For many years, Megan’s multiple physical and mental health conditions have proven difficult to treat with standard medications. As a result, she has found alternate ways to find relief and peace. Here she shares some of what she has experienced and how she’s learned to not just cope, but to thrive.

Decades of Diagnoses with No Solutions and Difficult to Treat Conditions

I have had difficult painful depression and anxiety since childhood. I am now in my mid-to-late fifties. I am what gets called “treatment-resistant,” as though pharmaceutical medications are the only viable treatment.

I’ve been on almost everything out there at one point or another over the decades. TMS (transcranial magnetic stimulation) did not work, unfortunately. Ketamine treatments, though extremely expensive, brought me from an extreme low of one or two up to a five out of 10. When I plateaued there, I had to stop.

In my early 50s I realized I had a very uncommon humiliating, distressing, painful and embarrassing (and still perplexing to the experts) condition called PGAD (persistent genital arousal disorder).

Fibromyalgia has come on for decades, I can see in retrospect, but [has] only begun affecting me significantly within the past five or so years. I [also] identify strongly with cPTSD (complex post-traumatic stress disorder).

I have always sought how to be happy, living a normally functional, emotional pain-free life so that I could thrive. Survive, and then thrive.

The trickiest [aspect of living with these conditions] is perhaps deciphering what is what sometimes. Is the exhaustion from intense anxiety and depression, or is it the fibro, or simply from the sleep deprivation related to both the PGAD and the other two [conditions]?

Alternatives to Medical Treatment

Being in nature seems to help calm my nervous system and connect me to Spirit, so is a great source of comfort. [Also] online groups of people who understand conditions many others don’t and certainly the very small number of dear friends I can talk about any of this with. Guided visualization meditations can help. Asking for help when I can get myself to.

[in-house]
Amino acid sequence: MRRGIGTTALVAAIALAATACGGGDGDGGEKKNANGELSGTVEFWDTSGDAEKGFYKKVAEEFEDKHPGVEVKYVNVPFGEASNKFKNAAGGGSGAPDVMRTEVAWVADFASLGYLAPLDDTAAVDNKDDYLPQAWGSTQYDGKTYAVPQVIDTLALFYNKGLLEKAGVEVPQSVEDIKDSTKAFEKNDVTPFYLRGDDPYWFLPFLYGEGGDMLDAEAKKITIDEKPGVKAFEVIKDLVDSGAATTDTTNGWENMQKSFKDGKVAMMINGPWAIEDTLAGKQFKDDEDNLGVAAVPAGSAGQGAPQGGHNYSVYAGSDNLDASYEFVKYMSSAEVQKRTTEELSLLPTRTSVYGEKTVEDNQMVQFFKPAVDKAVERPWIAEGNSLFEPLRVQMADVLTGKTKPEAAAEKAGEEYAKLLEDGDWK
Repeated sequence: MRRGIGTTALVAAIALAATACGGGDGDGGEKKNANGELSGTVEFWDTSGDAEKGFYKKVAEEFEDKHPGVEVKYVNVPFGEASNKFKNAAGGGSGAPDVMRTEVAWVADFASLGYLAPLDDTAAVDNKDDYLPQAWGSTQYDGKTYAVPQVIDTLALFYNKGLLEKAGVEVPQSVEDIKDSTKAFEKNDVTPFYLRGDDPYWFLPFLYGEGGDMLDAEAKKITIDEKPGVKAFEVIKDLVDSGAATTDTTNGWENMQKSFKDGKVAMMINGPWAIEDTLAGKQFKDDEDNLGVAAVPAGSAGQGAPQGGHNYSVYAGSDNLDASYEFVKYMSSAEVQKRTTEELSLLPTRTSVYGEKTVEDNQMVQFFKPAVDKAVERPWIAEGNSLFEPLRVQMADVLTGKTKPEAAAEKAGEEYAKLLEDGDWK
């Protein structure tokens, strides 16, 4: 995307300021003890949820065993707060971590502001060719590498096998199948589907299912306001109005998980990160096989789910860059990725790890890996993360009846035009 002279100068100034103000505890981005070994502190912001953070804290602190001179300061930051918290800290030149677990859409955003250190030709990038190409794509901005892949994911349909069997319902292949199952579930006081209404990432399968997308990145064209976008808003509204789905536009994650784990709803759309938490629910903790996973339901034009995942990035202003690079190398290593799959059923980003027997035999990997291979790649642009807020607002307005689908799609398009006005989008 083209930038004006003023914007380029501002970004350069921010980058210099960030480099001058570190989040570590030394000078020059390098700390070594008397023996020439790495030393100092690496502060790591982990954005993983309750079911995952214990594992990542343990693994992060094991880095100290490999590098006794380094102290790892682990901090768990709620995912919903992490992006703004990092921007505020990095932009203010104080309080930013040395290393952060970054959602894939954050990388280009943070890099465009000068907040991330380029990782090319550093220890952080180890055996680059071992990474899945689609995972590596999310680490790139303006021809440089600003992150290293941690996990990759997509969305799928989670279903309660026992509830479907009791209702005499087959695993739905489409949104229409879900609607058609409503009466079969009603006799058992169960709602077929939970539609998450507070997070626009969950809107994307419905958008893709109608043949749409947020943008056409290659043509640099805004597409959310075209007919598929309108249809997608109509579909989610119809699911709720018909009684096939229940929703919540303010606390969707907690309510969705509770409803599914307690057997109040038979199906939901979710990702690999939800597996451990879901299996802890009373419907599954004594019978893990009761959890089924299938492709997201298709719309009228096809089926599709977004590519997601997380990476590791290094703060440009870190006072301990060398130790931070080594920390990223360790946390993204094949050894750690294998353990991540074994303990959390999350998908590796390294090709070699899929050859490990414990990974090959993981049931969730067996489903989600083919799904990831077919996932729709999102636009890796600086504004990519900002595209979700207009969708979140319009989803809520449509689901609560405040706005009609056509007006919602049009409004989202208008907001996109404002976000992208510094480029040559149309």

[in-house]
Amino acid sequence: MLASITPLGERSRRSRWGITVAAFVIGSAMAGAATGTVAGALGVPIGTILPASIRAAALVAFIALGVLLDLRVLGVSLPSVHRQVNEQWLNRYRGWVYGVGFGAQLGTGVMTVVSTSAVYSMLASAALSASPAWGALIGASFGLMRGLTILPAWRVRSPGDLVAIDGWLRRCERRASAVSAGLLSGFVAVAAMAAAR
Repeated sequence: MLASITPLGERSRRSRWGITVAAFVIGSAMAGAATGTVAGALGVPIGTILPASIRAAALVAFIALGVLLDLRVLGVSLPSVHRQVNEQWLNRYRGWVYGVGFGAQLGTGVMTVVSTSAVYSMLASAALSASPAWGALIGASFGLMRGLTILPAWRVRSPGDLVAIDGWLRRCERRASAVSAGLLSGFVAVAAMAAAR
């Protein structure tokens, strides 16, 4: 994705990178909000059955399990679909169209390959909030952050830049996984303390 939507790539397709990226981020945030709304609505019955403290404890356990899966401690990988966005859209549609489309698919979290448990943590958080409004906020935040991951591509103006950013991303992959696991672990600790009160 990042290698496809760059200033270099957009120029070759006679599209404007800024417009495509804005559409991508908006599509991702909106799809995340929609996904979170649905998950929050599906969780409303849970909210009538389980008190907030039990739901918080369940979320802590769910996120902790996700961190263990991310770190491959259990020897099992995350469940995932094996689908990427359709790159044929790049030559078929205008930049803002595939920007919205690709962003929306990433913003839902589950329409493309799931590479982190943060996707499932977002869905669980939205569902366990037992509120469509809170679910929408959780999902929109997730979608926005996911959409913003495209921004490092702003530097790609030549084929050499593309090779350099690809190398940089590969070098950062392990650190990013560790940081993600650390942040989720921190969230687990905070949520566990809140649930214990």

I have a sweet beagle boy who is also a great comfort along the lines of being a completely untrained but nevertheless highly skilled emotional support animal.

I have to stay connected to myself and others, and generally speaking, have found a supportive counselor to be a necessity. I have to keep taking basic care of myself and not let my self-care slide too much.

Getting out every day if possible, exercising [and] trying despite insomnia to keep some kind of a regular schedule is a huge challenge, but important. Not isolating and keeping up with dear family and friends. Trying to remember to be around people who feel like sunlight. Journaling. Stretching exercises for the PGAD. Relaxation techniques are ameliorating for all of it.

Affirmations & Suggestions

I’d like to inspire others to remember there are still many moments of great beauty in life. That sounds Pollyanna-ish and trite, but I know that the more I can center on the things I truly feel grateful for, the better I feel both physically and emotionally.

Ask for help. Be persistent in devotion to your own self-care. You are worth it!

Megan J.
Arlington, VA
Living with major depression and anxiety, cPTSD, ADD, fibromyalgia, PGAD, scoliosis


This post discusses mental health, for additional resources and support we encourage you to visit NAMI, the National Alliance on Mental Health.

Have you experienced resistance to medical treatment, found effective alternatives to medication or have difficult to treat conditions? The community would love to hear your story.